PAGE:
Whether he’s reviewing the latest edition of Microsoft Dynamics 365, or defining and explaining the ramifications of cognitive computing, it’s Chuck’s deep dives into some heavy-duty subjects that make his blog essential.

The topics can seem a bit all over the place, and they are; it seems that Chuck writes about the things that most interest him in the moment. That ensures the posts are thorough, complete and energetic even when they examine deep, technical topics.

Posts in 2017: 8

Favorite post:
How to Design Your 360-Degree Customer View

2. Beagle Research Blog – Denis Pombriant

What were you concerned about in 2017? So concerned that you sat down and wrote about it? If you said the ASC 606 Accounting Rule, Richard Branson, AI and CRM, Oracle OpenWorld and Salesforce’s DreamForce, cryptocurrency, how Elon Musk is a Luddite and the best way to assemble a sales team based on the data, you must be Denis Pombriant.

Who else has such an eclectic view of the influences on customer relationships, sales and marketing, and digital transformation? No one who’s currently writing a blog!

Author of the
Beagle Research Blog and regular contributor to CRM Buyer, Denis has the ability to stitch these various stories together in a way that’s unmatched. While they may seem far afield from the topic of customer relationship management at times, they’re really not — Denis has for years avoided the trap of thinking that all there was to CRM was CRM software and vendors.

Everything in the economic system that affects the customer needs to be considered, whether it’s the coming impact of blockchain, the value of configure price quote (CPQ) tools to the buying experience, or how the availability of micropayment tools will change the equation for selling.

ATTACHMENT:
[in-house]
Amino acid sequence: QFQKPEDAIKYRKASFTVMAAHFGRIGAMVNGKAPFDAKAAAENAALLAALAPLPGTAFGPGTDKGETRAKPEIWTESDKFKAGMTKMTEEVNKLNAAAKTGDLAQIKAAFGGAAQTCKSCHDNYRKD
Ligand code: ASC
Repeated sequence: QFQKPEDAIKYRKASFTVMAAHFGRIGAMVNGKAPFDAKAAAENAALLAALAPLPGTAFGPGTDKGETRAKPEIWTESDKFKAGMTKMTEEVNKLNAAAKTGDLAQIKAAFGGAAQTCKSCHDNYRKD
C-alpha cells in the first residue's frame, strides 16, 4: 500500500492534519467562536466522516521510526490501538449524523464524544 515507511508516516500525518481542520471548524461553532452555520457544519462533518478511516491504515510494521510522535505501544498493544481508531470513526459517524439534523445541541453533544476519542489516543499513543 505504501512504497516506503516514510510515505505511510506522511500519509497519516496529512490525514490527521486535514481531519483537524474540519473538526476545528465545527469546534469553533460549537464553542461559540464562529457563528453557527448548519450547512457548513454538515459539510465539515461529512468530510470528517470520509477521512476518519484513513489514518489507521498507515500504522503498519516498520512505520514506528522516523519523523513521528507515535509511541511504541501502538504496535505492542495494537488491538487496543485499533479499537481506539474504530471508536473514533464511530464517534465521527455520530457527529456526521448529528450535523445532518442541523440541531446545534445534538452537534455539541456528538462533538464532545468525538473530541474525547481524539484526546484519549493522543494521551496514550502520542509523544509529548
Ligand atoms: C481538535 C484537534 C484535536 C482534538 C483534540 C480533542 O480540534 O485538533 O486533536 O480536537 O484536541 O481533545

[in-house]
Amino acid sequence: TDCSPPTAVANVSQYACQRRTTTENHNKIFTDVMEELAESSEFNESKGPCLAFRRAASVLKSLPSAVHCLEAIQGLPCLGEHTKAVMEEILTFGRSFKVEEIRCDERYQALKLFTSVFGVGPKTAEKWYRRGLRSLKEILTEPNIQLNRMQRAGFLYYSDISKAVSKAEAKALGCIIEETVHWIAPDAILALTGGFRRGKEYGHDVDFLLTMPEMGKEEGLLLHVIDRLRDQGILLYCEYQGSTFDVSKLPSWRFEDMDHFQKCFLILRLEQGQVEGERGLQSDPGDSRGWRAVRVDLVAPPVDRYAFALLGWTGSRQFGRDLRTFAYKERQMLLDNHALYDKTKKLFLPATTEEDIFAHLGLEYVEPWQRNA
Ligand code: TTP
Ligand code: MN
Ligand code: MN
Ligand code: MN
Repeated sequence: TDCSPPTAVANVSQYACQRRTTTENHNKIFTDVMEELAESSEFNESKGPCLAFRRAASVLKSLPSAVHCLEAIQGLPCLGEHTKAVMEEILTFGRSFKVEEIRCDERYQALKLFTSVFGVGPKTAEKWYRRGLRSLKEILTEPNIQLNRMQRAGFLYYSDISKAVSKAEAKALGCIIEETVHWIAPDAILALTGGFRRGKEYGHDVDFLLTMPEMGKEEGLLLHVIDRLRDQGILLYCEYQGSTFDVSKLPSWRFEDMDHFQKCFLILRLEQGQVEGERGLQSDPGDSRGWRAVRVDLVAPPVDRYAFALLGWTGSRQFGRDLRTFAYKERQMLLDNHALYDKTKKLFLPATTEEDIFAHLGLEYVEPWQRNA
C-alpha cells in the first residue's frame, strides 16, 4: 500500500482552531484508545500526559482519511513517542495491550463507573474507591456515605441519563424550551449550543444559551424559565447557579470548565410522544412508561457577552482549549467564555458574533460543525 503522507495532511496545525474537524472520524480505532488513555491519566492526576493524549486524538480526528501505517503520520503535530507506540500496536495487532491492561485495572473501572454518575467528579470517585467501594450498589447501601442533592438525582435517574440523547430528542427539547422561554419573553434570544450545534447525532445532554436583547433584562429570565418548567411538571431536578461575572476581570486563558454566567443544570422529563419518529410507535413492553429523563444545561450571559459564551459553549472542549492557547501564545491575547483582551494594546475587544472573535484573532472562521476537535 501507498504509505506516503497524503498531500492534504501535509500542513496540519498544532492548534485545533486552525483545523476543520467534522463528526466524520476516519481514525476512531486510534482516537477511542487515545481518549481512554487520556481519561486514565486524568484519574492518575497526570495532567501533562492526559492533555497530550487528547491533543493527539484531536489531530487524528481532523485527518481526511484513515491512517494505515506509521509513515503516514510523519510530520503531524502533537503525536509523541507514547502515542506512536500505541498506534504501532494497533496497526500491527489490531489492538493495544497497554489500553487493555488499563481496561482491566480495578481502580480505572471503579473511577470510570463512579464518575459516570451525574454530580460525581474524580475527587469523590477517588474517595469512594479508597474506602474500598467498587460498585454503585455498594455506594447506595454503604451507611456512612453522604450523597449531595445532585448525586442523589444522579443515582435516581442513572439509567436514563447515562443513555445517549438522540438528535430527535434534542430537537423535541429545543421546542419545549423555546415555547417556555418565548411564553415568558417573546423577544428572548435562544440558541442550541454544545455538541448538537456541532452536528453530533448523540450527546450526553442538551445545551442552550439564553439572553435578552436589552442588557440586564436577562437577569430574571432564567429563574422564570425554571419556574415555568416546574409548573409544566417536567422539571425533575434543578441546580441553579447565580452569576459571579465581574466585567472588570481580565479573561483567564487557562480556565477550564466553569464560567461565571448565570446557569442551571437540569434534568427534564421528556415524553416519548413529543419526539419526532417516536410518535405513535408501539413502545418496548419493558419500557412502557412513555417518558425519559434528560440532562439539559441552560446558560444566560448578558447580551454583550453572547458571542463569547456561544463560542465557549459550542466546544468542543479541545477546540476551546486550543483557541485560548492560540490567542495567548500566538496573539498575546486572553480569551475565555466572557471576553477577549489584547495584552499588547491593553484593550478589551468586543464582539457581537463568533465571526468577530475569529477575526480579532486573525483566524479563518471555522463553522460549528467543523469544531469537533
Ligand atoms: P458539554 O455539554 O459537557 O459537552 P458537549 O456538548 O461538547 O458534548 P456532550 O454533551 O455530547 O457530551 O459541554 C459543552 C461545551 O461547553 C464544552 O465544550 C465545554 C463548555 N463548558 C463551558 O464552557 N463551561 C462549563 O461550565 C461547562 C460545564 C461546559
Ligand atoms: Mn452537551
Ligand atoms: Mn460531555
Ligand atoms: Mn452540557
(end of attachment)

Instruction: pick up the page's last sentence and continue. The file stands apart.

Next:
Denis does this in an exceptionally literate style and folds in plenty of metaphors and analogies to keep things from becoming stale or staid. On top of that, his analyses of major industry events goes beyond insightful. Several journalists I know say they check the blog to make sense of the events they’ve just attended.

Posts in 2017: 49

Favorite post:
Getting Loyalty Right

1. Social CRM: The Conversation – Paul Greenberg

I know the busy, busy Paul Greenberg would like to slow down. Don’t tell his brain that, though.

In 2017, he worked very hard to complete a new book (which will be out this summer), and you could see very clearly how Paul’s intent thinking about his latest long-form work impacted his shorter-form writing in
Social CRM: The Conversation. Ideas were sharper, metaphors were clearer, and Paul’s writing was even more energetic (if that’s possible).

It seems the more Paul works and the more he thinks, the more interesting things spill out into his writing. Last year, his investigations into the discipline of CRM focused much more on using the data than the process of collecting data, which has become an established practice and thus is less interesting.

“Doing CRM” is no longer about getting people to record the data; it’s focused on using the data to become the company you should be. Witness our favorite post of the year: Paul talks about how a company renowned for its abysmal treatment of customers was forced by a business downturn to engage with customers and seemingly was shocked by how well that tactic worked.

Paul’s point in this piece is not just that engaged customer relationships are good for business, but that businesses need to pursue them because they and the people they hire desire — no, need — to pursue them.

A corporate initiative to be more engaged because it will help sales is nice — but it can’t hold a candle to engagement that’s driven by culture and the genuine desire of employees to be engaged.

Paul also used guest posts to buy time for finishing his book, and he’s able to call in heavy hitters like Sameer Patel, David Raab and Brent Leary to fill in. But it’s Paul’s own unique voice that allowed his blog to reclaim the top of this list . His is one of the few blogs that can advise you of the things you should be doing differently and leave you genuinely excited about trying them.